Lectura recomendada por el Dr. Álvaro Vázquez

  • Fuente: Meta-Analysis J Clin Oncol. 2009 Apr 1;27(10):1615-20. doi: 10.1200/JCO.2008.17.5182. Epub 2009 Mar 2.
  • Autores: Clive Dunne, John P Burke, Monica Morrow, Malcolm R Kell.

Resumen:There is no consensus on what constitutes an adequate surgical margin in patients receiving breast-conserving surgery (BCS) and postoperative radiation therapy (RT) for ductal carcinoma in situ (DCIS). Inadequate margins may result in high local recurrence, and excessively large resections may lead to poor cosmetic outcome without oncologic benefit.

A total of 4,660 patients were identified from trials examining BCS and RT for DCIS. Patients with negative margins were significantly less likely to experience recurrence than patients with positive margins after RT (odds ratio [OR] = 0.36; 95% CI, 0.27 to 0.47). A negative margin significantly reduced the risk of IBTR when compared with a close (OR = 0.59; 95% CI, 0.42 to 0.83) or unknown margin (OR = 0.56; 95% CI, 0.36 to 0.87). When specific margin thresholds were examined, a 2-mm margin was superior to a margin less than 2 mm (OR = 0.53; 95% CI, 0.26 to 0.96); however, we saw no significant difference in the rate of IBTR with margins between 2 mm and more than 5 mm (OR = 1.51; 95% CI, 0.51 to 5.0; P > .05).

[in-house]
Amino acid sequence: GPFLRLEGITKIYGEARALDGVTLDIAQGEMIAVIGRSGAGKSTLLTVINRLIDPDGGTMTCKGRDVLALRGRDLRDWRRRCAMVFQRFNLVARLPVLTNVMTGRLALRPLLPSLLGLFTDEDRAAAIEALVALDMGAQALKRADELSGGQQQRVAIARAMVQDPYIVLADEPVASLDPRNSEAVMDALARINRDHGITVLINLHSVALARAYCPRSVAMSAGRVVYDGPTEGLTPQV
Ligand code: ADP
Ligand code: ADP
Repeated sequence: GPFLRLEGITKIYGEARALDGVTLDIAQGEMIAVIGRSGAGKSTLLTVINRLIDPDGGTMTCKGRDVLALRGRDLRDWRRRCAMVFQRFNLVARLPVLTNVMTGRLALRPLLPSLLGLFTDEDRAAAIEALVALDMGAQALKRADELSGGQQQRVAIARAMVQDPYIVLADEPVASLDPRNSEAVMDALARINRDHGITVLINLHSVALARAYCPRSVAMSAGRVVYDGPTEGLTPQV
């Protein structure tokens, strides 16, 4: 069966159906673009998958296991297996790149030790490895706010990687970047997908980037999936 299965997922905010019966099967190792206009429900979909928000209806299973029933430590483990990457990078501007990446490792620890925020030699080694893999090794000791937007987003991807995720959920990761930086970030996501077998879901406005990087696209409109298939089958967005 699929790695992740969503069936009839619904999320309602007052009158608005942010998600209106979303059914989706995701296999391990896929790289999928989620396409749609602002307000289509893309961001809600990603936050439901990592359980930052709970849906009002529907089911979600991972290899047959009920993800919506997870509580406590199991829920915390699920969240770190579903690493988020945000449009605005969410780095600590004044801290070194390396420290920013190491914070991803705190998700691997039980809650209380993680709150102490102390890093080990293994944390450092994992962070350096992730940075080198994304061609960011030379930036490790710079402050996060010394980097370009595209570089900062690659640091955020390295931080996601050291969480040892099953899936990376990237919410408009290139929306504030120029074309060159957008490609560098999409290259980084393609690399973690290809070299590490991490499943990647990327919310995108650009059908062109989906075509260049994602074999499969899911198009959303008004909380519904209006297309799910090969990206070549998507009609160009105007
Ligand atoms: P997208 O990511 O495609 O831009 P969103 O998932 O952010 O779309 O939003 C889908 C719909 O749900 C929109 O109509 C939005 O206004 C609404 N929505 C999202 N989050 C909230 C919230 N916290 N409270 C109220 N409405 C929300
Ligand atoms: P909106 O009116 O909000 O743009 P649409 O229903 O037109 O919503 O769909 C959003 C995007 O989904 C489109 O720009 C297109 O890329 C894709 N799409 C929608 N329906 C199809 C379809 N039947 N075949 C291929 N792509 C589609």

Surgical margins negative for DCIS should be obtained after BCS for DCIS. A margin threshold of 2 mm seems to be as good as a larger margin when BCS for DCIS is combined with RT.

Link al artículohttps://pubmed.ncbi.nlm.nih.gov/19255332/